Avid, the makers of Pro Tools, announced their financial results for 2015 on March 15th, in their 2015 Q4 earnings call. At this point we expect many of those reading to glaze over, but the results give us a clearer picture of what to expect from Avid in the future.
Total net revenues for 2015 were $505m compared to 2014 where total net revenues were $530m, so down some $25m. However taking a closer look at the numbers and how that was reached we see a that products declined from $378m to $336m but services revenue increased from $151m to $169m.
Whilst the gains in services were not enough to make up the deficit in product revenue they do indicate where Avid is hoping to start creating revenue and that's in services. These are things like subscription plans, support contracts and cloud storage income.
In much the same way that Adobe have proved there is a lot of money to be made from a subscription based model built around their core software products, Avid are hoping to capitalize in the same way. In some ways it is the best move Avid can make, with a market saturated with hardware, much of it better and costing less from their competitors, then Avid need to concentrate on their strongest assets, that is core products like Pro Tools and their media storage and distribution which has a proven track record and used by many leading broadcasters around the world. Pro Tools 12.5 cloud collaboration is part of that plan, we'll have more on Pro Tools 12.5 cloud collaboration in the coming weeks.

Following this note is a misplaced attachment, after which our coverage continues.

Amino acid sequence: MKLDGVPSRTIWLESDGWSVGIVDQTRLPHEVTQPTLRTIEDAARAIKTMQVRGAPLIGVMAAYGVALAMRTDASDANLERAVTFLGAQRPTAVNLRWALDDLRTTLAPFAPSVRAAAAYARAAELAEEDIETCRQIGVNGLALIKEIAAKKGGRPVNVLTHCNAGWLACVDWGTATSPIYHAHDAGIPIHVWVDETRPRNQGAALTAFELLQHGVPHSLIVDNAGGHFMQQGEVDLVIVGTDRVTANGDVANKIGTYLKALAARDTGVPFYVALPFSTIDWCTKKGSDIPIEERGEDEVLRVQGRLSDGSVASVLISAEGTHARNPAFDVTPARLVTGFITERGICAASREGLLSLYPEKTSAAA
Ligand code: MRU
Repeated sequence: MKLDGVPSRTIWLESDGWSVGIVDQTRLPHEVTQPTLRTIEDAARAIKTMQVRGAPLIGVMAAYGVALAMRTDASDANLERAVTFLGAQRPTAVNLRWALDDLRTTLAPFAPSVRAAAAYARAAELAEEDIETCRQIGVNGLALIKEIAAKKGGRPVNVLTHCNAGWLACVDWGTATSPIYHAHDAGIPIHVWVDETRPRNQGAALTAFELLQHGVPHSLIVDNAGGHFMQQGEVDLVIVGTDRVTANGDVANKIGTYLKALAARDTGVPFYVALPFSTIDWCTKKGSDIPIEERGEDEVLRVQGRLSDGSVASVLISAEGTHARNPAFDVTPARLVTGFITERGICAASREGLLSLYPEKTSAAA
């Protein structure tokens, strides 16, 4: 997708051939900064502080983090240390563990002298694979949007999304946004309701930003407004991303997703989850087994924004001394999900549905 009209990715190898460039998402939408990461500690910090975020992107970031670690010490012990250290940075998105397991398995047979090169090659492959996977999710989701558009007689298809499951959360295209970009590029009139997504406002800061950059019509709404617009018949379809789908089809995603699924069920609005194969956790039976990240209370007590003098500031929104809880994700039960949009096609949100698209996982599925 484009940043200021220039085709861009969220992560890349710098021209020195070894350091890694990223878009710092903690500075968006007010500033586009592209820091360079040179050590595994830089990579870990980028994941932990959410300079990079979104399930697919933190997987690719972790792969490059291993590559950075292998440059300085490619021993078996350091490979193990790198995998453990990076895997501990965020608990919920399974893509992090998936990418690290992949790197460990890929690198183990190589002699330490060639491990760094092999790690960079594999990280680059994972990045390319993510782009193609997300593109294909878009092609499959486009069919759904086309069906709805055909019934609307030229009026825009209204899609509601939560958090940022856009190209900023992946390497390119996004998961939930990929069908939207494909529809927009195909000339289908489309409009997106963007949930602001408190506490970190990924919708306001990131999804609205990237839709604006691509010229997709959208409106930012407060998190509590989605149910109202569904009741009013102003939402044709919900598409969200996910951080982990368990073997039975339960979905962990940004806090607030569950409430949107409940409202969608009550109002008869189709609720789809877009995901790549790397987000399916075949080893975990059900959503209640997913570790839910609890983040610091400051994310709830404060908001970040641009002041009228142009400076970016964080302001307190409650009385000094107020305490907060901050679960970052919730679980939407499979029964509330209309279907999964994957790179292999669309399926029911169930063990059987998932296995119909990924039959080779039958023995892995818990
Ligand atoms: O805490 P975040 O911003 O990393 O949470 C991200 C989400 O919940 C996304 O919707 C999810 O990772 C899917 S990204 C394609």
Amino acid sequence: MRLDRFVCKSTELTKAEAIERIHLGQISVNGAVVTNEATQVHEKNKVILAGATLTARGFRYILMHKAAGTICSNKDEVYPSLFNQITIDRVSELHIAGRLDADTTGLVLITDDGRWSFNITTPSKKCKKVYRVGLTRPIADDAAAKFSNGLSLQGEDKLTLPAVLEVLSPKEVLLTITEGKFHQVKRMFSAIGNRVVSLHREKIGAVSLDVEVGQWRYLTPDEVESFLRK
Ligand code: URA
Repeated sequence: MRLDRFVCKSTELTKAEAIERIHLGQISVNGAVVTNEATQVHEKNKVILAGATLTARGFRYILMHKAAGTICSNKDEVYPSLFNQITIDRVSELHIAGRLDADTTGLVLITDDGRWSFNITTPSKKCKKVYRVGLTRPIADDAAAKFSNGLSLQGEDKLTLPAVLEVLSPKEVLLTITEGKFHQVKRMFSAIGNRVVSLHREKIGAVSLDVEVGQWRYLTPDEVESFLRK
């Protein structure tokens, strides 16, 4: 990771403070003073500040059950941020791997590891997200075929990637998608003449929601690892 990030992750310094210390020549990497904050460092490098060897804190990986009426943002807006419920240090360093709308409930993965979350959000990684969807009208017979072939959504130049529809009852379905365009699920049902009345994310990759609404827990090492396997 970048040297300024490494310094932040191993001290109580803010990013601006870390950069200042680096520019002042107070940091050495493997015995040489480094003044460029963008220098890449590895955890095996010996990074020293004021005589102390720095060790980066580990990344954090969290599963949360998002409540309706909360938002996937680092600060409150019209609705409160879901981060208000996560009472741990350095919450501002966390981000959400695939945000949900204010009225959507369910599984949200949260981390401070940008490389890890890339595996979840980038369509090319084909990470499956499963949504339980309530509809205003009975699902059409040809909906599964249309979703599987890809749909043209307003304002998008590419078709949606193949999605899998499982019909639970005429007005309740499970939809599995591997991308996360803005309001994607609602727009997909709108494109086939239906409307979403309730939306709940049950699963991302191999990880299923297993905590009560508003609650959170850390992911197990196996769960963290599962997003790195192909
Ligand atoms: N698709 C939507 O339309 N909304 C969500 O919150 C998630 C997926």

We want to be clear, we are not saying Avid will stop making hardware, but we believe that they will simply place less reliance on that part of their business, instead concentrating on growing a core business around a regular stream of income from their core customers in music and post using products like Pro Tools and Media Composer and hoping to get them buying into services that guarantee a regular income stream for Avid.